Still it never rains but pours – as just days later bad weather again forced JetBlue to "pre-cancel" 66 flights out of New York – this time in a bid to avoid passengers getting stuck in planes. Like the last time, the press coverage was all on JetBlue although other airlines had had to do the same. Even Conan O’Brien, the NBC late night talkshow host, joined the fray: "JetBlue has apologised now for stranding thousands of passengers," he said the other night, "and today, JetBlue’s president introduced a passenger Bill of Rights. First on the list is, ‘You have the right to fly Delta and United’."
Both Delta and United tried the brand-led approach in 2003. Delta started its Song airline while United started Ted, from the last three letters of its name. But experts, including Adamson, believe the big airlines struggled to differentiate their mother brand from the new airline. Song, for instance, continued to use Delta-branded check-in facilities at many airports; it integrated Song planes back into Delta last April. United continues to operate Ted, but its website and operations are still heavily United-branded, which as Adamson says, could confuse customers.
But whichever brand they use, the US airline industry has been in turmoil since 9/11. Of the top seven carriers, four have been or are in Chapter 11 bankruptcy proceedings. Two of those that aren’t bankrupt have been losing millions of dollars and cut just as many jobs, flights and customer services as everyone else just to stay afloat.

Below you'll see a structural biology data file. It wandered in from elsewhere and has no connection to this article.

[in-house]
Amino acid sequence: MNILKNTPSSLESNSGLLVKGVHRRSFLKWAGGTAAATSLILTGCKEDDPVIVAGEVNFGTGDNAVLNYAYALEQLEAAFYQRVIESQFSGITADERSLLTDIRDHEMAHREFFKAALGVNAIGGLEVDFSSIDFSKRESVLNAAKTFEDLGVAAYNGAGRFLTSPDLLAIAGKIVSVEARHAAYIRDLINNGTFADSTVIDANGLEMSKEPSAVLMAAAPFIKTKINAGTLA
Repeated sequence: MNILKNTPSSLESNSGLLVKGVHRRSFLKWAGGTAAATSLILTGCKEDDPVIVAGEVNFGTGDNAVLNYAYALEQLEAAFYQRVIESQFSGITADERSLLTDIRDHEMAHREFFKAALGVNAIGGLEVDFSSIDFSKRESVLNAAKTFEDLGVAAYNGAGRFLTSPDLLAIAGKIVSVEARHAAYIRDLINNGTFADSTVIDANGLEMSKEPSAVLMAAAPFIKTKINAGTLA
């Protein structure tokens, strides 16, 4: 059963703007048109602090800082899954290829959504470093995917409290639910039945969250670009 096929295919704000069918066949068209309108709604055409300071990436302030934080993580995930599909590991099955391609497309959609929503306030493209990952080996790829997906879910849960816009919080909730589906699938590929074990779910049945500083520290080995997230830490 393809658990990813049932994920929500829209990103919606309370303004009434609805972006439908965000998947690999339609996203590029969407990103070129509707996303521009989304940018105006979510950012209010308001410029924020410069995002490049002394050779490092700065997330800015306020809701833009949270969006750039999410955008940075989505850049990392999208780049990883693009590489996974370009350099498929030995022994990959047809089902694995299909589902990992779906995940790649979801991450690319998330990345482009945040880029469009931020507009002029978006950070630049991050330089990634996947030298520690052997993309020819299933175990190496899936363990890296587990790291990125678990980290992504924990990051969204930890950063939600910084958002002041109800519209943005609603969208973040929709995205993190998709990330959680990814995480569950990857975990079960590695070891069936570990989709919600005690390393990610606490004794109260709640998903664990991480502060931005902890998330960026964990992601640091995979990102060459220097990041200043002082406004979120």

In the past year airlines have considered mergers as a way out of their difficult predicament. Delta recently admitted in regulatory filing that it had considered a merger with Northwest to help it out of Chapter 11. Last November US Airways proposed an $8.4bn (£4.3bn) takeover of Delta but that idea got knocked back by Delta’s management and staff. There has also been talk of a merger between United and Continental Airlines. The only top airline that has maintained relatively good financial health through all this has been SouthWest, which established the low-fare model and was the inspiration for Sir Stelios Haji-Ioannou’s easyJet in the UK.
With all the financial mayhem and uncertainty in the US airline industry, it makes you wonder why anyone would come into this market afresh, but they do and Sir Richard Branson, no less, has been looking at this market for several years now.
Unfortunately, it hasn’t gone as smoothly for him as he would have hoped. Virgin America, as the proposed airline is called, was denied an operating licence by the US Department of Transportation last December because the government department felt the airline’s ownership structure, which included Branson’s 25% stake, didn’t satisfy US law requirements. Federal law requires any airline operating domestically to have 75% US citizen ownership and the DOT concluded that Branson would have undue influence on the US airline. Virgin America submitted a revised application in January and it must be keeping its fingers crossed. It will be interesting to see when it does start flying, using San Francisco as its hub, whether Virgin’s brand can bring something new and fresh to low-cost flights in the US.
Yinka Adegoke is a New York-based business journalist. firstname.lastname@example.org